I don’t have a rash, but my entire body itches all the time. Recommended products haven’t worked, and the problem is getting worse. Some experts suggest that medicines I use for rheumatoid arthritis and edema (swelling) may be to blame. I also take vitamins and minerals for my bones and blood. I need relief! Please give it your best shot.
We’re always up for a challenge! After checking with physicians and researchers, we turned to other key members of the health care team—nurses. Here’s expert advice from Suzanne Prevost, R.N., Ph.D., associate dean at the University of Kentucky, College of Nursing and president-elect of Sigma Theta Tau International, a global network of nurse leaders:
“Persistent itchiness (pruritus) has many causes and is the most common skin problem among seniors. It is wise to consider medications, especially if people note increased itching when a drug regimen is changed. Itching may be a side effect of vitamins and minerals, including folic acid, calcium, iron, vitamin D, and vitamin B12. Prescription drugs such as prednisone (Deltasone, Liquid Pred), methotrexate (Rheumatrex, Trexall) for rheumatoid arthritis, and furosemide (Lasix) for edema can also cause skin changes.”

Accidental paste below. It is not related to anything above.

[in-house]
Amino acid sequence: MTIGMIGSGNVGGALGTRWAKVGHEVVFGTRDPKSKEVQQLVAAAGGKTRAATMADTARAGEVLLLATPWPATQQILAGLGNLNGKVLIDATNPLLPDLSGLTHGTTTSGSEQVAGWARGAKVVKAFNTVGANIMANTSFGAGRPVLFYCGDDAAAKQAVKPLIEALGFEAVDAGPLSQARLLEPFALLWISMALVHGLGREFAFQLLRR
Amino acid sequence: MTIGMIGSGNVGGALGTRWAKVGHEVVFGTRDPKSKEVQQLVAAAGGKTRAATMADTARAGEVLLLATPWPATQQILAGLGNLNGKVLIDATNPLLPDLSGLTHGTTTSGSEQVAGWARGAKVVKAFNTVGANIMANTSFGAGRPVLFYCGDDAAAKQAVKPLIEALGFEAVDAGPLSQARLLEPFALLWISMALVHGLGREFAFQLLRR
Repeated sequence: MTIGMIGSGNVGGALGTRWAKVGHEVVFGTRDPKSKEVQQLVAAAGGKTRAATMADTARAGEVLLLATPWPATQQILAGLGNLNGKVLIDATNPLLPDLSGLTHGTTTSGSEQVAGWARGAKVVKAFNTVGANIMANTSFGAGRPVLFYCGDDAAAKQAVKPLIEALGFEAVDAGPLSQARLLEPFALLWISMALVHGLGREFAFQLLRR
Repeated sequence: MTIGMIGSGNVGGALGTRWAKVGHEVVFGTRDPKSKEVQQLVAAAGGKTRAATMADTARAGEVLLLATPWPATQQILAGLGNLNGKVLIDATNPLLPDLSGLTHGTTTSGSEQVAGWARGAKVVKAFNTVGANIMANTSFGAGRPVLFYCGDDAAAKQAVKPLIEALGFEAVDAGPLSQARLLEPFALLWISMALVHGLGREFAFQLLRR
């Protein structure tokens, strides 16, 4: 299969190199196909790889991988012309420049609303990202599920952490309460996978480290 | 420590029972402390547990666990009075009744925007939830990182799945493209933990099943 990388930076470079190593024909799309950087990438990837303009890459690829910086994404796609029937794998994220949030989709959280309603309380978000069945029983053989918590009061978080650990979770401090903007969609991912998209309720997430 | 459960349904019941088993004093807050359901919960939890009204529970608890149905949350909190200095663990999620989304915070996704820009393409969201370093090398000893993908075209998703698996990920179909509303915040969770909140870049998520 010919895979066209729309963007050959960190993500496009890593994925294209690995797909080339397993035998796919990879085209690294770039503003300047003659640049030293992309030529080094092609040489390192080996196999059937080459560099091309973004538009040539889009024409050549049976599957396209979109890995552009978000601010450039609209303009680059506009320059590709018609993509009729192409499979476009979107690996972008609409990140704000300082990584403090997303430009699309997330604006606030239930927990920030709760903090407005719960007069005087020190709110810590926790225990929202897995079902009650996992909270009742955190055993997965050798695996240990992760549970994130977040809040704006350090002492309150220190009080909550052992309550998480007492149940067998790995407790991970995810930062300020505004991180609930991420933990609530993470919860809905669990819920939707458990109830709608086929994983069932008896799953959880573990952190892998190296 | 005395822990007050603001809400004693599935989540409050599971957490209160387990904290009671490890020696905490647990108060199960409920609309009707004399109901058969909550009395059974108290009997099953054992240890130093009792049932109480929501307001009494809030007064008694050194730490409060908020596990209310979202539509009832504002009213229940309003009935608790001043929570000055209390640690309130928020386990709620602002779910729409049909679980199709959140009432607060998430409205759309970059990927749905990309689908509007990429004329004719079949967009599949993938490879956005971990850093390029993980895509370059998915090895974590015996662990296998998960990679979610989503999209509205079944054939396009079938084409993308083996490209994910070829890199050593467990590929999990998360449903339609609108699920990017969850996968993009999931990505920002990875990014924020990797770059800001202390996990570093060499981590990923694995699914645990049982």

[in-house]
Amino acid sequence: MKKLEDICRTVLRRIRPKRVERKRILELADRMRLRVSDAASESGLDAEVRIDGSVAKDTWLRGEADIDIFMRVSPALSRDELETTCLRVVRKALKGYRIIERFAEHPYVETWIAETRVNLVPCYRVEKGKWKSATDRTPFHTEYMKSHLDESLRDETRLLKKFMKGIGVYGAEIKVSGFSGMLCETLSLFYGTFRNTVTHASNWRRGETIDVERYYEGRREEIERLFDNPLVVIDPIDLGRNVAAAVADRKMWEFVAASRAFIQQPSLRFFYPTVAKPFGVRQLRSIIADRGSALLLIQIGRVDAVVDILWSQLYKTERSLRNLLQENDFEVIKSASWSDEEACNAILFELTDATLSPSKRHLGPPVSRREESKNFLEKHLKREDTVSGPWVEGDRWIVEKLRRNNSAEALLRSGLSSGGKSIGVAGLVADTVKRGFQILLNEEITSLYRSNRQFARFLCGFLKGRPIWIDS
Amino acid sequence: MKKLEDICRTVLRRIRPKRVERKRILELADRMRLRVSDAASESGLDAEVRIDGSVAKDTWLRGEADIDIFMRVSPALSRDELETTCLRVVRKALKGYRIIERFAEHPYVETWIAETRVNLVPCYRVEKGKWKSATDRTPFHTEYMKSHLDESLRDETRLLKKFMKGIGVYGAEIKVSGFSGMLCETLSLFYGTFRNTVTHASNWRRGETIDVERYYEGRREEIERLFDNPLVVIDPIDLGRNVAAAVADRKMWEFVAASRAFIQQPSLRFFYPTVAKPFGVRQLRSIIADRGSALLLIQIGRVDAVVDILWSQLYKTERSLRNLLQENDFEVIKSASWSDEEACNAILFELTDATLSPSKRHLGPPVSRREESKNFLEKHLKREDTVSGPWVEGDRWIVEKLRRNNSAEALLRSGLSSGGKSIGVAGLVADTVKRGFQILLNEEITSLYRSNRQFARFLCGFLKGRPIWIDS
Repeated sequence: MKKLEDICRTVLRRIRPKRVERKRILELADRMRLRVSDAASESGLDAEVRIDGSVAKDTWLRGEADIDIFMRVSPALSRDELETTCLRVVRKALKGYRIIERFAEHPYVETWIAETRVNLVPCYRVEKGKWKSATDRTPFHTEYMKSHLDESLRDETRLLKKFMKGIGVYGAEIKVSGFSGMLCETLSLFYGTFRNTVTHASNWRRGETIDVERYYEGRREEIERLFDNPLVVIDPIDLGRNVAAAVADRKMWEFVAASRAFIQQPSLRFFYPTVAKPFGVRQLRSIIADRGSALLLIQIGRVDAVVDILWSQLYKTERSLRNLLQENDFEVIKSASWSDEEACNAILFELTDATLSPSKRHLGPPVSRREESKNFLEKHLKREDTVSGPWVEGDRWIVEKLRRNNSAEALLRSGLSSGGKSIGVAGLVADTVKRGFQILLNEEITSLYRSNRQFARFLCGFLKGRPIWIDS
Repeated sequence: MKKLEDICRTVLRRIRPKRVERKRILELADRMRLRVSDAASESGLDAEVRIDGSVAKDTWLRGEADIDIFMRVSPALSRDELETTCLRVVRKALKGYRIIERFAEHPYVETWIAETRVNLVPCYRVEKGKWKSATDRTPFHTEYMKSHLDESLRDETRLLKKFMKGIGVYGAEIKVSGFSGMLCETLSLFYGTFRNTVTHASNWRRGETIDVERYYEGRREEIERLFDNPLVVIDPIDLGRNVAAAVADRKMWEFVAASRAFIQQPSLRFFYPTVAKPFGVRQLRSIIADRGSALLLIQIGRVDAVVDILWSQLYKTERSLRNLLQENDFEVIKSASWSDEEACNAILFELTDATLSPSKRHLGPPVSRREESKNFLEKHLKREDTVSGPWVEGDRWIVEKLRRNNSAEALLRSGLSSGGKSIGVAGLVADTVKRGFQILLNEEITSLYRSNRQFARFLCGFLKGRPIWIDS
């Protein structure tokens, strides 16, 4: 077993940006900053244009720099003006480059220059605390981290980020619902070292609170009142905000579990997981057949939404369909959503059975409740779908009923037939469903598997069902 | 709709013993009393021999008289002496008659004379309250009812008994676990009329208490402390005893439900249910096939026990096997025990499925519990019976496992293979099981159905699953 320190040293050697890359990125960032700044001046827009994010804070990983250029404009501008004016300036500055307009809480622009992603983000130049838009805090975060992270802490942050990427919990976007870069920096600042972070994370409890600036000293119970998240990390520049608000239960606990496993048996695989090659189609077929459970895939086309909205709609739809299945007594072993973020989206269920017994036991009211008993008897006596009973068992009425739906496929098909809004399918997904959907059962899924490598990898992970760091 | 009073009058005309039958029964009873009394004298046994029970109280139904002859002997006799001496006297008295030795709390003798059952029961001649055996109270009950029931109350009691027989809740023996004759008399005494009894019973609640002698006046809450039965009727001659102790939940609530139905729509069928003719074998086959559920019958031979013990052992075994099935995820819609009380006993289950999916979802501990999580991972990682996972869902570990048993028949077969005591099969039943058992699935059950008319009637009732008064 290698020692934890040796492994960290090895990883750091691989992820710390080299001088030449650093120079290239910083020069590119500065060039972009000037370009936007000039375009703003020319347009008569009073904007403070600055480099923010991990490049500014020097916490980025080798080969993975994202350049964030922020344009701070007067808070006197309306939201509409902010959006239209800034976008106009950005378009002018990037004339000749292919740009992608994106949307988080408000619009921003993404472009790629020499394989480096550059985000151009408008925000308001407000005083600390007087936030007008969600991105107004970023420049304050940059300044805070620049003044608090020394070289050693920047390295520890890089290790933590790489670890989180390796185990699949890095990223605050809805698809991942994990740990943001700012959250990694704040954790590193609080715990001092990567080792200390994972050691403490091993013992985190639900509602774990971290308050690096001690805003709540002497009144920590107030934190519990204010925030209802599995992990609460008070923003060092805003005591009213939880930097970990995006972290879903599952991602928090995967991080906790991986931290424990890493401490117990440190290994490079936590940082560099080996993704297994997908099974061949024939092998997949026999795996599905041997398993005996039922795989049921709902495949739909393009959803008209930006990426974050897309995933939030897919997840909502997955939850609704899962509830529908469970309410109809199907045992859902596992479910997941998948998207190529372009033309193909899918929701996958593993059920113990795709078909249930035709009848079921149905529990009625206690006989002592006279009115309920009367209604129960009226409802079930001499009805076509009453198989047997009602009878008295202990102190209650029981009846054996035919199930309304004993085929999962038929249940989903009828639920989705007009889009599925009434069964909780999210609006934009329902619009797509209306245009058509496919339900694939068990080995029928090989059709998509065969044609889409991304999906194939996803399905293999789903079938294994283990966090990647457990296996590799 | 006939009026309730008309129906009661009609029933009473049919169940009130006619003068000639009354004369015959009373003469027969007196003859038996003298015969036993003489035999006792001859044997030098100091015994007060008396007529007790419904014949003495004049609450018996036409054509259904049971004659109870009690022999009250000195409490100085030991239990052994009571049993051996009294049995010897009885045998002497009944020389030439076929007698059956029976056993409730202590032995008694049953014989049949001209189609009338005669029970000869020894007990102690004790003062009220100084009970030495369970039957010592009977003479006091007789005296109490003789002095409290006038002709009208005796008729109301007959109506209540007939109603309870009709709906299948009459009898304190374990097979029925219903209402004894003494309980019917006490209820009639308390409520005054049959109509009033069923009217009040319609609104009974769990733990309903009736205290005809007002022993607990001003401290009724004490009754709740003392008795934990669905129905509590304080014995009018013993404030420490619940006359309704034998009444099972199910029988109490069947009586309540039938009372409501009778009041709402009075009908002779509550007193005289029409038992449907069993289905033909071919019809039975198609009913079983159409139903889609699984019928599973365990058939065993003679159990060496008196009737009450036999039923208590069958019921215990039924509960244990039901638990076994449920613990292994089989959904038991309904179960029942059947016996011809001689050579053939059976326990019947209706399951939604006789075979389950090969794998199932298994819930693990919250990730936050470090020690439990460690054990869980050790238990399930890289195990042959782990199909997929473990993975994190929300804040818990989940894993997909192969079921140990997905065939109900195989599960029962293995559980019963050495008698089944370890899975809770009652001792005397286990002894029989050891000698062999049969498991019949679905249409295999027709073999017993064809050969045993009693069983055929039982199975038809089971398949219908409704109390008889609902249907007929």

Ironically, getting wet can dry you out, too. “Daily bathing with hot water dries the skin,” says Prevost. “Instead, take two or three baths per week with lukewarm water to exfoliate dead cells that increase itchiness. Just after exiting the tub or shower, apply a heavy moisturizing cream (which is more effective than a lotion) while skin is still damp. Over-the-counter preparations referred to as ‘body butter’ are good choices. Keep nails trimmed very short. Scratching provides momentary relief, but ultimately increases inflammation and the itching sensation. If your home tends to be dry, adding a humidifier may help.
“Finally, don’t give up on health care providers. The problem you are experiencing causes tremendous discomfort and deserves to be treated seriously. If you have not already done so (and regardless of your age), consider seeking help from a geriatric dermatologist or nurse practitioner who is familiar with this problem.”